There’s a thing that’s easy to miss in the mid-game: driving to town, your car goes into a ditch. If, in an earlier flashback, you replanted a seedling tree on the side of the road, that tree is now grown (eucalyptus grows quickly) and can be used to winch the car out of the ditch. There have been some discussions of how exactly the causality of this works – since if you do it wrong, you can apparently backtrack to put the tree in place – but I think that focusing on a causal accounting of the story’s events is beside the point. This is, I think, meant to be about the ridiculousness of Jack’s one-pivotal-moment stance. The seedling could have died, there should be plenty of other trees in the bush to attach a winch to, and there’s no guarantee that you’d spin off the road in that exact spot. The coincidence is so contrived that it can only be an expression of how nonsensical certain kinds of regret are – you’ve got a three-quarter-inch sprocket wrench, if only you’d just happened to have brought it on holiday with you…
Through all this runs a recurring theme of the Egyptian afterlife, which was introduced to Jack by a later, flakier girlfriend who believed in past lives. The themes here are less obvious, in large part because there are so many possibilities. The placing of organs in canopic jars gets particular attention: Jack sees himself as a hollow man, heartless and gutless. But there’s also a sense of the futility of awaiting rebirth.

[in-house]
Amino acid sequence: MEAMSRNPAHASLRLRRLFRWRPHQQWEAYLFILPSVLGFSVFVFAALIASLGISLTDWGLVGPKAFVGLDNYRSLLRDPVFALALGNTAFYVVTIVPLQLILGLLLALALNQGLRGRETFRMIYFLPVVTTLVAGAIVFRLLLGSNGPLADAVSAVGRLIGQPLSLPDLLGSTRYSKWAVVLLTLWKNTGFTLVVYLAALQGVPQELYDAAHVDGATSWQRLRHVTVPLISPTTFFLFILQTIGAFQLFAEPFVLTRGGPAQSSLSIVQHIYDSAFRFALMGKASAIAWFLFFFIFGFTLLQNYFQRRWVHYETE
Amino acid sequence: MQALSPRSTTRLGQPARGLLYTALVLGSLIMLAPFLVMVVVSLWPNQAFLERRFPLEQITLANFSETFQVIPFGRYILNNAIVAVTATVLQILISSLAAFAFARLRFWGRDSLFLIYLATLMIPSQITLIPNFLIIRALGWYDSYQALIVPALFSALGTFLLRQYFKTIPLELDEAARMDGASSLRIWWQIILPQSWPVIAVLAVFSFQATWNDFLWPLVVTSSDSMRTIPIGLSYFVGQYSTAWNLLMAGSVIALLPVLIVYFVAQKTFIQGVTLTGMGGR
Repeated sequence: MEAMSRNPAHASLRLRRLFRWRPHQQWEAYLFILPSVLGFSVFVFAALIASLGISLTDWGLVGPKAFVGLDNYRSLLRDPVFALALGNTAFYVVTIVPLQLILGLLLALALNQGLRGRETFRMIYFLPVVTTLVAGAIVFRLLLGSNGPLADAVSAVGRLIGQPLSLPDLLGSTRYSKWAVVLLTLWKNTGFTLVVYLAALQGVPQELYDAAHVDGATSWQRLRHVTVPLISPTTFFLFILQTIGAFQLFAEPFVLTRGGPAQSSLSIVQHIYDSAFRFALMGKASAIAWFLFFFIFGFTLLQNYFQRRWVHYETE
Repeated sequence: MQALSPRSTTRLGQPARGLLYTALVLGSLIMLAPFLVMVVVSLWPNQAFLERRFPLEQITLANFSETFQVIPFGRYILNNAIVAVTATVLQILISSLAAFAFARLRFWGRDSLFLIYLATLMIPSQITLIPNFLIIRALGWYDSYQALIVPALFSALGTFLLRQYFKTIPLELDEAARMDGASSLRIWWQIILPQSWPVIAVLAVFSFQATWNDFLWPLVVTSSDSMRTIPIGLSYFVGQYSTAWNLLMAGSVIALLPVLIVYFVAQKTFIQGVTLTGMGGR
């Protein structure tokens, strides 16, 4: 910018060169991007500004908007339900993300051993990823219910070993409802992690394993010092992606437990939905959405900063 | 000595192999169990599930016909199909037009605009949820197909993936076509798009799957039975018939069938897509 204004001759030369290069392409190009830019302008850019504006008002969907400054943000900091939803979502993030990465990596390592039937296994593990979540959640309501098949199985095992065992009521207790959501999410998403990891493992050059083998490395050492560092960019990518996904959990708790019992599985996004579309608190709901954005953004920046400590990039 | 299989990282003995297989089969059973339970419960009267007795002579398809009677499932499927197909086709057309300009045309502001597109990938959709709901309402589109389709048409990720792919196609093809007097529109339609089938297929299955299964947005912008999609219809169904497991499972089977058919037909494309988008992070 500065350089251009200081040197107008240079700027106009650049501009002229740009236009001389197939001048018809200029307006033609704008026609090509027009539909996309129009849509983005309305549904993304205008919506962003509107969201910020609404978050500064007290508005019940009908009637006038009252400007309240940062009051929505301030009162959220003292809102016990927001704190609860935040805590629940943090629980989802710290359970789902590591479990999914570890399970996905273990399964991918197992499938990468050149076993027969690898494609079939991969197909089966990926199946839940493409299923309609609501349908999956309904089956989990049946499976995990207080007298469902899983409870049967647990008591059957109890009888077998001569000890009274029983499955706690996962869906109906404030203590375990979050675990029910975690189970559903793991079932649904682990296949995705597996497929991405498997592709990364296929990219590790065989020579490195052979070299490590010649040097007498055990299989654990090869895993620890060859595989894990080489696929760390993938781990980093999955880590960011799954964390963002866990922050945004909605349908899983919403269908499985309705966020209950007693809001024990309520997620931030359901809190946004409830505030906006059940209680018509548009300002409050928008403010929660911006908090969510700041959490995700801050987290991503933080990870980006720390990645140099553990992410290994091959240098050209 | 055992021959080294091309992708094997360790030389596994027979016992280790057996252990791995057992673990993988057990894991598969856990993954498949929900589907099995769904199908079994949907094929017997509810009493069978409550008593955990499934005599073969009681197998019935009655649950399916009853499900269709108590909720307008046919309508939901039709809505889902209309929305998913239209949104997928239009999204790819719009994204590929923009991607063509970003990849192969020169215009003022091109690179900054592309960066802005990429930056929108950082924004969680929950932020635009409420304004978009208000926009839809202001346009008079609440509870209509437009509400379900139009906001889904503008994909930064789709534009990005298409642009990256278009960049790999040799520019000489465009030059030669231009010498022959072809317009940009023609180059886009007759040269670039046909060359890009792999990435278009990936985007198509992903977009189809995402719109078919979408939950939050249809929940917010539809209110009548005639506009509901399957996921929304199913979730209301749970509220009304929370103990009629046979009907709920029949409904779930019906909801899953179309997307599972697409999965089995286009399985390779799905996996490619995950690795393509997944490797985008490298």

It’s easy to read Photograph as fatalistic: Jack’s failing is not about particular choices, but is rather an ingrained character flaw, a basic unwillingness to stay engaged in relationships (or to stop obsessing over relationships which weren’t going to work anyway). And the game doesn’t offer much of a vision of what a good outcome could have looked like, some happy medium between burnout salaryman and anchoritic shack-dweller. Solutions are not required of literature: the tragedy here isn’t about Jack’s failure, but rather his tangled, self-defeating attitude to it. And as such, it’s a strong portrait of the pit that is depression, of its suffocating sense that everything is your fault.